From Middle English shurte, sherte, schirte, from Old English sċyrte (“a short garment; skirt; kirtle”), from Proto-Germanic *skurtijǭ. Cognate with Dutch schort, German Schürze (“apron”), Norwegian skjorte (“shirt”), Faroese skjúrta (“shirt”). Skirt is a parallel formation from Old Norse; which is a doublet of short, from the same ultimate source.
- (General American) IPA(key): /ʃɝt/
- (Received Pronunciation) IPA(key): /ʃɜːt/
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- Rhymes: -ɜː(ɹ)t
shirt (plural shirts)
- An article of clothing that is worn on the upper part of the body, and often has sleeves, either long or short, that cover the arms.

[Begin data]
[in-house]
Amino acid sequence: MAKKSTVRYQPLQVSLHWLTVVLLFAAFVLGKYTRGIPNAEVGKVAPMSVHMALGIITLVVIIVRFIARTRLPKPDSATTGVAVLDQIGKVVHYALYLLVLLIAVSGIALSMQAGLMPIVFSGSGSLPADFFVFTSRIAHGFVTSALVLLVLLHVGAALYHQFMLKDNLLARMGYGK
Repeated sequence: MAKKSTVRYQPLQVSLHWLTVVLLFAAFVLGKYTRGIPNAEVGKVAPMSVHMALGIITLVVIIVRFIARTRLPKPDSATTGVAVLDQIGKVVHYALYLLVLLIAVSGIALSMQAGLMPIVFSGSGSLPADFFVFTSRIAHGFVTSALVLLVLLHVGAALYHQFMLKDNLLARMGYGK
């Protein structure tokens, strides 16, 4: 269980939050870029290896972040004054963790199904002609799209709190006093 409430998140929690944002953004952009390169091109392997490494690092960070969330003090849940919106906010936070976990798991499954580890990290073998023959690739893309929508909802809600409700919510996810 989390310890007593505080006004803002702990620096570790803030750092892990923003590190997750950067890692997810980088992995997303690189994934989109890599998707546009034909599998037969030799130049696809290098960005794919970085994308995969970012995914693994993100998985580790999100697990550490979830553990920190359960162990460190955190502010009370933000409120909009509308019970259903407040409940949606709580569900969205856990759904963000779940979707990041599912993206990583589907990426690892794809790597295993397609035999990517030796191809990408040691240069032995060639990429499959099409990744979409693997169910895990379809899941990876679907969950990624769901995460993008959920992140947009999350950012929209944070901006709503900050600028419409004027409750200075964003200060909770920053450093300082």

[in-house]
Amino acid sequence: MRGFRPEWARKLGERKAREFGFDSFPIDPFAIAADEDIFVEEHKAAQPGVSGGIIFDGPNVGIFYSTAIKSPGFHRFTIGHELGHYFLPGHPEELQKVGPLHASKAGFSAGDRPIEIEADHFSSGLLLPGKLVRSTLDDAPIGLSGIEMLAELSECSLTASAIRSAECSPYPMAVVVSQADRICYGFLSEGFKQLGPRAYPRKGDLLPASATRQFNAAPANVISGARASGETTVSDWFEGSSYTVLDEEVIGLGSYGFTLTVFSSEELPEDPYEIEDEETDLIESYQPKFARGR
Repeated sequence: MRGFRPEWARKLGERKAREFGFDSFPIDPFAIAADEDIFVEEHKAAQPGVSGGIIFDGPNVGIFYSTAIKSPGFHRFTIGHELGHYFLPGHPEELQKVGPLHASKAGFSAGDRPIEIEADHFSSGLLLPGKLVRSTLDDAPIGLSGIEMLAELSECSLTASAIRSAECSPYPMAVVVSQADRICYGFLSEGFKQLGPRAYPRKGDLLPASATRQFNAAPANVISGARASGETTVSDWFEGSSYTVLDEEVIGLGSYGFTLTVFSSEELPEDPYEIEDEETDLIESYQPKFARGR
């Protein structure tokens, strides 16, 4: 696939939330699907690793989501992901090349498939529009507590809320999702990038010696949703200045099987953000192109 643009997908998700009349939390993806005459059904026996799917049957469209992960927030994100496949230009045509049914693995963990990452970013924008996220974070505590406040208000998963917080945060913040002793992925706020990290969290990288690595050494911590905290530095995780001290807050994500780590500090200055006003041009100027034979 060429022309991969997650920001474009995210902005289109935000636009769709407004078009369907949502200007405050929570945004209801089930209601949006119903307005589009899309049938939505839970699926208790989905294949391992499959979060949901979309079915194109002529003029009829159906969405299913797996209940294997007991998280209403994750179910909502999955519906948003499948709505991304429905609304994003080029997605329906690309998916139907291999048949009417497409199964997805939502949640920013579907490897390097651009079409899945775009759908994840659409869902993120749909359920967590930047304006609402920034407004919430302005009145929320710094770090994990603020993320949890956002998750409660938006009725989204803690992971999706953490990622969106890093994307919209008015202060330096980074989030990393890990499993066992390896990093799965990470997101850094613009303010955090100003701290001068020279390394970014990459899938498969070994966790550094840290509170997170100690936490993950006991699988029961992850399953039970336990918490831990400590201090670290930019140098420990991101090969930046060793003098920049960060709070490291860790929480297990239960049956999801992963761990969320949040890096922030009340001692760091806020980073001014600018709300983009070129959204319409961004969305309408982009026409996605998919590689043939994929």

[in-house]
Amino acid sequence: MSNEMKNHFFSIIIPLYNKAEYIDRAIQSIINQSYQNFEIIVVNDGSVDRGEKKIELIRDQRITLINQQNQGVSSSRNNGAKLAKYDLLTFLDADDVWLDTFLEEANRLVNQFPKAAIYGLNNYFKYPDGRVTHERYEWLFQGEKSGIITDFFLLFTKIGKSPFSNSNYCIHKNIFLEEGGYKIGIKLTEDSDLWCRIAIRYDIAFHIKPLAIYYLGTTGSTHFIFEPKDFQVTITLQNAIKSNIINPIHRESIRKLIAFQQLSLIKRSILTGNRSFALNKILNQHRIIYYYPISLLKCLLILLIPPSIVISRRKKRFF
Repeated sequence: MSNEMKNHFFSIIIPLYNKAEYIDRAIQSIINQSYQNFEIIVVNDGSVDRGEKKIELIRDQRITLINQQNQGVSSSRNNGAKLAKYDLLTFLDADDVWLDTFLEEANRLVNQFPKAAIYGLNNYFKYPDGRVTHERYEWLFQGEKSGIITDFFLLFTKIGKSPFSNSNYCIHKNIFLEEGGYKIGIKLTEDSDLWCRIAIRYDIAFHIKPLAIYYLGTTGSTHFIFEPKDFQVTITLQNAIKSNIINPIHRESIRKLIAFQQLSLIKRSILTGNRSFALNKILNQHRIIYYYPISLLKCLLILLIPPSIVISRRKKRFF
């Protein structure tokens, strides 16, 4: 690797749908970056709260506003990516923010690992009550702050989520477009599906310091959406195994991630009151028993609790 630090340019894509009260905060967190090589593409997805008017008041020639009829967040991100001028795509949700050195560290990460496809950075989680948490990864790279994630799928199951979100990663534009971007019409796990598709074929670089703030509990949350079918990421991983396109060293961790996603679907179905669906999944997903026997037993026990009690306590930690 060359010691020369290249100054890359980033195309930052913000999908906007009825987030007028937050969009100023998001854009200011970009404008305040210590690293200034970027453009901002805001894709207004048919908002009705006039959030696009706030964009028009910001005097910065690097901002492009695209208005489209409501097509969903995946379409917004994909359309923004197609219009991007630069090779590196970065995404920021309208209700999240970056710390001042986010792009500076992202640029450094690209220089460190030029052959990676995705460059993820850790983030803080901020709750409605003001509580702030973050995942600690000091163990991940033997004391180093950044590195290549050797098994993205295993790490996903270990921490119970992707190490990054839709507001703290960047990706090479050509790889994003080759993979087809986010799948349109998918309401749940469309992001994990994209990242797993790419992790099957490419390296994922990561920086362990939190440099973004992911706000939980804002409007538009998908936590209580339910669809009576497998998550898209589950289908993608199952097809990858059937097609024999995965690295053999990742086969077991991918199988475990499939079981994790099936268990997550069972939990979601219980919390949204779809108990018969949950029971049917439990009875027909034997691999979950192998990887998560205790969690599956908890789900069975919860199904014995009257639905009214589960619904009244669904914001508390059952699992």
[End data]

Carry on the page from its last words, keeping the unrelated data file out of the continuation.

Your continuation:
- Several persons in December had nothing over their shoulders but their shirts.
- Bishop Fisher
- She had her shirts and girdles of hair.
2012 April 9, Mandeep Sanghera, “Tottenham 1 - 2 Norwich”, in BBC Sport:
- Holt was furious referee Michael Oliver refused to then award him a penalty after Ledley King appeared to pull his shirt and his anger was compounded when Spurs immediately levelled.
- ("shirts and skins" games) a member of the shirt-wearing team.
- To cover or clothe with a shirt, or as if with a shirt.
- (Can we find and add a quotation of Dryden to this entry?)